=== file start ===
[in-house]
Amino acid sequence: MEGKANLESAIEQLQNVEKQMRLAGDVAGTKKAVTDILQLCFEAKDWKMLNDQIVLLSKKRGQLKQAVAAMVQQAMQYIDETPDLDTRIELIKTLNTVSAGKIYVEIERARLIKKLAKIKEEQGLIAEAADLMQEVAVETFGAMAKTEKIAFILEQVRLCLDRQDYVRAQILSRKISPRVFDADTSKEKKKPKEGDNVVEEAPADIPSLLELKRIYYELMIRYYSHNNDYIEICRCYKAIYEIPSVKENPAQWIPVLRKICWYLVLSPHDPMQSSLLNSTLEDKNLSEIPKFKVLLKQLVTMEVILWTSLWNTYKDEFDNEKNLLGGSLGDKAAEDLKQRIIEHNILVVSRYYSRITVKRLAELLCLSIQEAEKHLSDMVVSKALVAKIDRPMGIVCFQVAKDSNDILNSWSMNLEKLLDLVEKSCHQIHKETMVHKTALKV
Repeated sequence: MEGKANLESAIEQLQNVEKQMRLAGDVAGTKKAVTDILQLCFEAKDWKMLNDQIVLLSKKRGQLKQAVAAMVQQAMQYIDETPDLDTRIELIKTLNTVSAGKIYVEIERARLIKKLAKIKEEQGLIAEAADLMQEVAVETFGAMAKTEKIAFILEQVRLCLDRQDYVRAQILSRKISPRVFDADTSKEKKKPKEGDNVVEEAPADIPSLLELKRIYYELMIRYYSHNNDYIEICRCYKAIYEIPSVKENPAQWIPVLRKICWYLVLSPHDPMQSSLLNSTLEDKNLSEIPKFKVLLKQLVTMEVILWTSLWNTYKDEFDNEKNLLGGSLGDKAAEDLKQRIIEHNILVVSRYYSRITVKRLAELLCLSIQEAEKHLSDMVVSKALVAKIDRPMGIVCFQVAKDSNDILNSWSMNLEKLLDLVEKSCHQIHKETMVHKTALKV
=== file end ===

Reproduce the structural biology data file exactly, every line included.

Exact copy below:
[in-house]
Amino acid sequence: MEGKANLESAIEQLQNVEKQMRLAGDVAGTKKAVTDILQLCFEAKDWKMLNDQIVLLSKKRGQLKQAVAAMVQQAMQYIDETPDLDTRIELIKTLNTVSAGKIYVEIERARLIKKLAKIKEEQGLIAEAADLMQEVAVETFGAMAKTEKIAFILEQVRLCLDRQDYVRAQILSRKISPRVFDADTSKEKKKPKEGDNVVEEAPADIPSLLELKRIYYELMIRYYSHNNDYIEICRCYKAIYEIPSVKENPAQWIPVLRKICWYLVLSPHDPMQSSLLNSTLEDKNLSEIPKFKVLLKQLVTMEVILWTSLWNTYKDEFDNEKNLLGGSLGDKAAEDLKQRIIEHNILVVSRYYSRITVKRLAELLCLSIQEAEKHLSDMVVSKALVAKIDRPMGIVCFQVAKDSNDILNSWSMNLEKLLDLVEKSCHQIHKETMVHKTALKV
Repeated sequence: MEGKANLESAIEQLQNVEKQMRLAGDVAGTKKAVTDILQLCFEAKDWKMLNDQIVLLSKKRGQLKQAVAAMVQQAMQYIDETPDLDTRIELIKTLNTVSAGKIYVEIERARLIKKLAKIKEEQGLIAEAADLMQEVAVETFGAMAKTEKIAFILEQVRLCLDRQDYVRAQILSRKISPRVFDADTSKEKKKPKEGDNVVEEAPADIPSLLELKRIYYELMIRYYSHNNDYIEICRCYKAIYEIPSVKENPAQWIPVLRKICWYLVLSPHDPMQSSLLNSTLEDKNLSEIPKFKVLLKQLVTMEVILWTSLWNTYKDEFDNEKNLLGGSLGDKAAEDLKQRIIEHNILVVSRYYSRITVKRLAELLCLSIQEAEKHLSDMVVSKALVAKIDRPMGIVCFQVAKDSNDILNSWSMNLEKLLDLVEKSCHQIHKETMVHKTALKV